Two Women Sneak by Protesters into Hindu Temple, Prompting Riots January 3, 2019

Two Women Sneak by Protesters into Hindu Temple, Prompting Riots

Two women snuck by protesters at a major Hindu temple that has traditionally banned females of “menstruating age,” prompting riots.

It’s actually not illegal for women to enter the Sabarimala Temple, one of the world’s largest Hindu pilgrimage centers. In fact, the Indian Supreme Court recently ruled that women must be allowed in. But far-right protesters didn’t get the memo.

Aggressive and angry sexists had been blocking women with force since October… until these two women finally got through.

Two women, accompanied by plainclothes police officers under the cover of darkness early on Wednesday morning, entered a centuries-old Hindu shrine in southern India that has long barred women of childbearing age — part of a continuing push for women’s equality in the country.

In response, protests broke out around Kerala, the state where the shrine, the Sabarimala Temple, is located. According to local news reports, the police moved relatives of one of the women who entered the temple into a safe house.

But when news broke that the women had made it inside the temple, a Hindu priest shut down the complex for “purification rituals,” which typically occur when blood is spilled or children accidentally urinate.

Several dozen women have tried to enter the temple since October, after India’s Supreme Court ruled that the ban on women of childbearing age was unconstitutional. But none made it inside as thousands of protesters blocked the temple’s entrance.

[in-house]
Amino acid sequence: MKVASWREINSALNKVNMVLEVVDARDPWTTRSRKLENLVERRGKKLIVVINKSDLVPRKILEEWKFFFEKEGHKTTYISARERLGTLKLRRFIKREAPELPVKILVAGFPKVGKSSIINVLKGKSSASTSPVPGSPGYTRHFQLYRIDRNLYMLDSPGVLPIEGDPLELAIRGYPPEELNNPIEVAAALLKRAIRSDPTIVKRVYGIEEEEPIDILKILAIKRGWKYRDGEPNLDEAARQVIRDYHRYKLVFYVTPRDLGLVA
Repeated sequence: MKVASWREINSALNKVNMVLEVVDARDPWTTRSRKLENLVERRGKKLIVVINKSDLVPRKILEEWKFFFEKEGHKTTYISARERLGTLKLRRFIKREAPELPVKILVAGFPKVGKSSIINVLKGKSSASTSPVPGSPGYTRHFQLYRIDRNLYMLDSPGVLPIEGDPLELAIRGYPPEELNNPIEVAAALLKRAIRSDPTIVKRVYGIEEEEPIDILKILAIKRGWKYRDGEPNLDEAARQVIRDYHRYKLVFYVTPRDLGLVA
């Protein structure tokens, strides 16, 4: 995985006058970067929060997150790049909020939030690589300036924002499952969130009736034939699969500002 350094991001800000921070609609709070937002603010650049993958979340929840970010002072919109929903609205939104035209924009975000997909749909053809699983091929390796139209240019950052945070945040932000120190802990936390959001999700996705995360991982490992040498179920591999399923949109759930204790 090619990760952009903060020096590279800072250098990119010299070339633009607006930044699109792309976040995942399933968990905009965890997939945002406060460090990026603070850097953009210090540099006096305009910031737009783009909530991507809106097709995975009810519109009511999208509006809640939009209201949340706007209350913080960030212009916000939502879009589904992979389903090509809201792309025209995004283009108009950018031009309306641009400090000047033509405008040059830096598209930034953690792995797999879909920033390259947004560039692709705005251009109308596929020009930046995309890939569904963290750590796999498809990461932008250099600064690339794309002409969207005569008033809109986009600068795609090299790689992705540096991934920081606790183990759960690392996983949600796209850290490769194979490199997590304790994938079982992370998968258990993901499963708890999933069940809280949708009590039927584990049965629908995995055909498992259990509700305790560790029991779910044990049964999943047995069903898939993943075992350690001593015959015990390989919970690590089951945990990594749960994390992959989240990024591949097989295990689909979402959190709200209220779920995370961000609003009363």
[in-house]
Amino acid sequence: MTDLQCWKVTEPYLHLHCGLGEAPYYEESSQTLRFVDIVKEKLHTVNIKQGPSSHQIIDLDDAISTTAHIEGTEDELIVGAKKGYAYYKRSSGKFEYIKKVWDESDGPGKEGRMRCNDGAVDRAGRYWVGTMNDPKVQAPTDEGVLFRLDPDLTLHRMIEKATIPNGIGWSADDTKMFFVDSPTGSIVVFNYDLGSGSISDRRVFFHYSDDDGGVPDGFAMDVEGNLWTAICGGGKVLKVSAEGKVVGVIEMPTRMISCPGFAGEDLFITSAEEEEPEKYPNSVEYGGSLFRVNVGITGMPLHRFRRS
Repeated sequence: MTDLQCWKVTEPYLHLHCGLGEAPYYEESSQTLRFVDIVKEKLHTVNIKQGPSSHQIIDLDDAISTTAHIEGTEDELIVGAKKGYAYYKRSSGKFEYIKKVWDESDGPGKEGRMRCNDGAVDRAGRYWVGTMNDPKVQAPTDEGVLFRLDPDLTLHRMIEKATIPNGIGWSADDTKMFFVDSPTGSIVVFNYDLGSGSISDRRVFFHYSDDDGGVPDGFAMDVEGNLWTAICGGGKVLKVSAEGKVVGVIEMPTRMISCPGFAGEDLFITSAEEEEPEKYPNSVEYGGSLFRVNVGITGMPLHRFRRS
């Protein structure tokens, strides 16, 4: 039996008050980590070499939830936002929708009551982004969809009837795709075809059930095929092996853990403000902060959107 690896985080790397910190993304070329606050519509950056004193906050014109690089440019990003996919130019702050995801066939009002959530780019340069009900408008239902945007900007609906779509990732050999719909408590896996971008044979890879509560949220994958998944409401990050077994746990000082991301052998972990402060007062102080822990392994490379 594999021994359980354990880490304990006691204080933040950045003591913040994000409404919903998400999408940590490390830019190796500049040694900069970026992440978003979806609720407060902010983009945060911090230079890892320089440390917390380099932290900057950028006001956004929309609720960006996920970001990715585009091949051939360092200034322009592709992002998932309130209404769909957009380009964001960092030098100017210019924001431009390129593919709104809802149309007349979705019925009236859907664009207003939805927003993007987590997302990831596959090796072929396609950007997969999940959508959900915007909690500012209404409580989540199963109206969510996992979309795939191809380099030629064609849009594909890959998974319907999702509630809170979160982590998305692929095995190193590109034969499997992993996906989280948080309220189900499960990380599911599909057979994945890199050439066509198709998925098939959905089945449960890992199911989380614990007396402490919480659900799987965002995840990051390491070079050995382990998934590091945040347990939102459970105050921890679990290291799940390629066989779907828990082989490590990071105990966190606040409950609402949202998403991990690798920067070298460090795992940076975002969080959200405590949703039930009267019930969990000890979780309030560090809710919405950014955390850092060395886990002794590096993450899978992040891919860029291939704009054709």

These traditionalists are willing to terrorize women to keep them from exercising their legal rights. When two women finally got in, the protesters responded with even more violence.

Those protests were met with counter-protests in the form of a “human chain” made of millions of people.

In the hours before the two women entered the temple on Wednesday, the Communist Party of India, which governs Kerala, organized other demonstrations — partly about access to the temple but also as a broad opportunity, organizers said, to highlight gender equality in a country recently named the world’s most dangerous for women.

On New Year’s Day, a “human chain” — a frequent form of protest in India — stood shoulder to shoulder along highways in southern India, creating a wall 300 miles long, according to party officials.

Communist Party said 5.5 million people were in that chain. The local police authorities estimated the number at three million.

“We are taking the pledge that we will uphold renaissance values,” the protesters chanted. “We will stand for equality for women! We will fight for secularism!

If there is anything worth protesting, it’s equality through secularism, especially in a place like India, where both are sorely lacking.

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